6.47        The committee notes that the Turnbull Government believes it delivered a key election commitment by establishing its Migrant Workers Taskforce.[42] The Taskforce, however, excludes workers and unions, making it unlikely that meaningful progress will be made while ever affected workers and their representatives are ignored.

Committee view

6.48      On the basis of evidence presented, the committee concludes that underpayment of wages is a far bigger problem than isolated non-compliance or inadvertent oversight. In some sectors, such as the hospitality industry and jobs involving workers on temporary visas, wage theft is rampant.

6.49      Furthermore, in the committee's view the FWO's estimates of the levels of non-compliance are likely to be a very conservative reflection of the bigger picture. Given that employers are contacted well in advance of FWO audits, they have every opportunity to examine their practices and make necessary changes before an audit takes place. This being the case, the committee concludes that the actual rate of non-compliance is likely to be even higher.

6.50      Given this evidence, it is the committee's view that a lack of union representation on site, the relative youth of the workforce and a lack of permanent right to reside in Australia are each individual risk factors for workers being in a position of vulnerability and when taken together exponentially add to the likelihood that the worker will be subjected to some form of wage theft or underpayment.

6.51      Underpayment of wages has an associated component of underpayment of superannuation. While the committee did not hear direct evidence on this issue it has been widely reported that superannuation underpayments are costing 2.7 million workers an average of $2025 a year.[43]

6.52      According to a December 2016 Industry Super Australia report those workers in 'less secure' employment were at greater risk of superannuation underpayment than those in secure employment.[44]

6.53      With underpayment of superannuation costing $5.6 billion in the 2013-14 year alone, the knock-on costs to the Commonwealth in the form of long term increases in aged pension liabilities make this a major Treasury as well as workplace issue.[45]

6.54      The next section looks at the penalties for non-compliance.

Penalties for non-compliance

6.55      There are few tangible disincentives in place for employers considering underpaying their staff. Penalties are low in comparison to the money wrongly retained by underpaying staff, and there appears to be a propensity to attribute underpayment to oversight, rather than deliberate theft.

6.56      The evidence certainly suggests that some employers might be underpaying workers in the knowledge that penalties are small.[46]

Access to the system

6.57      Employees can contact the FWO if they believe they have been underpaid. The FWO helped resolve a relatively low 29 000 workplace relations matters in 2016, with most resolved through early intervention. It is axiomatic that FWO is quite selective in deciding which cases to pursue to litigation. FWO says that:

We use a range of methods to resolve these matters. In many cases we assist the parties to understand their rights and obligations and encourage them to resolve the matter with our support and advice. We often find this to be the quickest and most effective way to resolve many matters, particularly where the parties are still in an employment relationship. That is why most of the disputes that come to us are resolved through early intervention strategies or alternative dispute resolution methods such as mediation. Last year, three-quarters of all the matters that we dealt with were settled using these sorts of techniques, without the need for a formal investigation or the use of our formal enforcement powers. If matters are dealt with in this way, they take, on average, less than one month to resolve.[47]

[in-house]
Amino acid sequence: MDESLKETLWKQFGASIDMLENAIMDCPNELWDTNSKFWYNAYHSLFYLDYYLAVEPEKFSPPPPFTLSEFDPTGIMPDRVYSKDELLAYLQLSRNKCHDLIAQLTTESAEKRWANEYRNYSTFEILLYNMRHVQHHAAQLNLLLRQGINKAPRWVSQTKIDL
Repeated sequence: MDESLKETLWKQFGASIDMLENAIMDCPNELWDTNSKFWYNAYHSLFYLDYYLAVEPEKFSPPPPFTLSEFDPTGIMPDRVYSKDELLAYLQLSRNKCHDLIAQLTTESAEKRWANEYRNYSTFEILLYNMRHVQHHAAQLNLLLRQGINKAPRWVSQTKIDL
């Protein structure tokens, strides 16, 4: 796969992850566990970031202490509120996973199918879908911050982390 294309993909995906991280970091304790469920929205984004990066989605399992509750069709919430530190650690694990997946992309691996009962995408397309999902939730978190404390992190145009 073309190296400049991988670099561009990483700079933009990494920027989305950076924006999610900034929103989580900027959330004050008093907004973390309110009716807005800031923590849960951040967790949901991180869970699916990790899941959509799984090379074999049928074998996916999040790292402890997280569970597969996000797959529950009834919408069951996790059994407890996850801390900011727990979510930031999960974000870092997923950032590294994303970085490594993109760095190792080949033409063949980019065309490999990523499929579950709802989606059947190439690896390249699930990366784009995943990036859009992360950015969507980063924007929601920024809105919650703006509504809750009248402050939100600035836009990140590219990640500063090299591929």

6.58      Matters which require an investigation take an average of 131 days to resolve. Where a matter goes to court, resolution can take years.[48]

6.59      Recouping unpaid wages through the courts is a lengthy and potentially expensive (fees ranging from $215 up to $2570 upfront with a daily hearing cost of $1020)[49] and intimidating process many employees are unlikely to pursue.

6.60      To enforce payment the matter must be taken to either:

6.61      The process is costly for the FWO, forcing FWO to prioritise vulnerable workers, and it is also costly for unions. The Health Services Union, for example, reported spending in the vicinity of $100 000 to pursue around half of that amount in unpaid wages for one particular health worker.[51]

6.62      For businesses, however, the cost of enforcement may provide an incentive to take the risk of underpaying staff, relying on the unlikelihood of employees pursuing unpaid wages through the system.[52]

Committee view

6.63      As mentioned above underpayment of wages has an associated component of underpayment of superannuation. The committee believes that it would be more efficient and effective if the recovery processes for underpaid wages and underpaid superannuation were simplified and combined and made directly available to workers and their unions rather than separated between workers/unions/FWO and the ATO.

6.64      Evidence presented to the committee suggests that employers who deliberately underpay workers do so in part because of a crude risk assessment: Because unions have reduced power to inspect wages records, the union and the FWO is unlikely to deploy its limited resources to undertake a prosecution where penalties might be imposed and the ATO is unlikely to discover underpaid superannuation contributions then the most likely consequence for being found out is that they have to repay the wages—it follows that the potential rewards are significant and the risk is low.